adverse experiences are generally systemic in nature. The following types are those most commonly reported:
Central Nervous System
CNS manifestations are excitatory and/or depressant and may be characterized by lightheadedness, nervousness, apprehension, euphoria, confusion, dizziness, drowsiness, tinnitus, blurred or double
vision, vomiting, sensations of heat, cold or numbness, twitching, tremors, convulsions, unconsciousness, respiratory depression and arrest. The excitatory manifestations may be very brief or may
not occur at all, in which case manifestation of toxicity may be drowsiness merging into unconsciousness and respiratory arrest.
Drowsiness following the administration of lidocaine is usually an early sign of a high blood level of the drug and may occur as a consequence of rapid absorption.
Cardiovascular system
Cardiovascular manifestations are usually depressant and are characterized by bradycardia, hypotension, and cardiovascular collapse, which may lead to cardiac arrest.
Allergic reactions are characterized by cutaneous lesions, urticaria, edema or anaphylactoid reactions. Allergic reactions may occur as a result of sensitivity either to the local anesthetic agent or to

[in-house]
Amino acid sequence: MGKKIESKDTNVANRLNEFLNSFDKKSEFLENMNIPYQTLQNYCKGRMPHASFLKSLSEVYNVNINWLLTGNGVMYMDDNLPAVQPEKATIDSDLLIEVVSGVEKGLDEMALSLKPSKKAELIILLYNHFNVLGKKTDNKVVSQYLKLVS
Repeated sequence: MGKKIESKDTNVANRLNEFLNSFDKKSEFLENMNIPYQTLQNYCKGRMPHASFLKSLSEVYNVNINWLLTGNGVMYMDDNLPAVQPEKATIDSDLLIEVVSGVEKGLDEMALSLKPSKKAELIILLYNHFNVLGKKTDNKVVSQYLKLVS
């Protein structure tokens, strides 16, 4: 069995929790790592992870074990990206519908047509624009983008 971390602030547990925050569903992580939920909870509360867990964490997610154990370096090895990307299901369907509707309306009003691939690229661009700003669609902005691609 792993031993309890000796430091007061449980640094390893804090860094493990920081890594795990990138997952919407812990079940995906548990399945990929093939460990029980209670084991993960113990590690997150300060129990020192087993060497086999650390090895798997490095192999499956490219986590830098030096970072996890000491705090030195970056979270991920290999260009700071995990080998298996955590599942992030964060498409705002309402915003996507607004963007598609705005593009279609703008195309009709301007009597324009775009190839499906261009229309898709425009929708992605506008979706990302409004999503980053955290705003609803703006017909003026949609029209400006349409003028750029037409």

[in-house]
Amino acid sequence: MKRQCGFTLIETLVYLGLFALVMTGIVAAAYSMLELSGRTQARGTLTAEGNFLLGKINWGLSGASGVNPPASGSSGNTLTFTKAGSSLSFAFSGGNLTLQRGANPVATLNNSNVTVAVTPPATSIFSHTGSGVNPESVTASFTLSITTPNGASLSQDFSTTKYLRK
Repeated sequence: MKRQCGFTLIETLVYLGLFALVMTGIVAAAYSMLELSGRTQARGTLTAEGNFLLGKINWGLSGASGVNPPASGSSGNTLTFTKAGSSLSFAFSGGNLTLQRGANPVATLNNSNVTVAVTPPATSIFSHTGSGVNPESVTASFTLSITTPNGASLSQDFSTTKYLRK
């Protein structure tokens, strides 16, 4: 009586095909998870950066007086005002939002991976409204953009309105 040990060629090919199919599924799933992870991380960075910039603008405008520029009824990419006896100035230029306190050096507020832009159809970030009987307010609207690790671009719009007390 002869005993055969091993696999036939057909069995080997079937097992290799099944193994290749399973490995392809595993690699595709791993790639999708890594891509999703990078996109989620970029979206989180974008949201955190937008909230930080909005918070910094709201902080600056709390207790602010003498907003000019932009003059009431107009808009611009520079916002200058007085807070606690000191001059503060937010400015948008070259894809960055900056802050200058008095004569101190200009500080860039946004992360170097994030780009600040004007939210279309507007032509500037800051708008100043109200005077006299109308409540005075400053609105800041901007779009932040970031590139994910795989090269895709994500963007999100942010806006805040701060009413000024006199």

other ingredients in the formulation. Allergic reactions as a result of sensitivity to lidocaine are extremely rare and, if they occur, should be managed by conventional means. The detection of sensitivity
by skin testing is of doubtful value.
Acute emergencies from local anesthetics are generally related to high plasma levels encountered during therapeutic use of local anesthetics. (See ADVERSE REACTIONS, WARNINGS, and
Management of Local Anesthetic Emergencies: The first consideration is prevention, best accomplished by careful and constant monitoring of cardiovascular and respiratory vital signs and the
patient's state of consciousness after each local anesthetic administration. At the first sign of change, oxygen should be administered.
The first steps in the management of convulsions consist of immediate attention to the maintenance of a patent airway and assisted or controlled ventilation with oxygen and a delivery system
capable of permitting immediate positive airway pressure by mask. Immediately after the institution of these ventilatory measures, the adequacy of the circulation should be evaluated, keeping in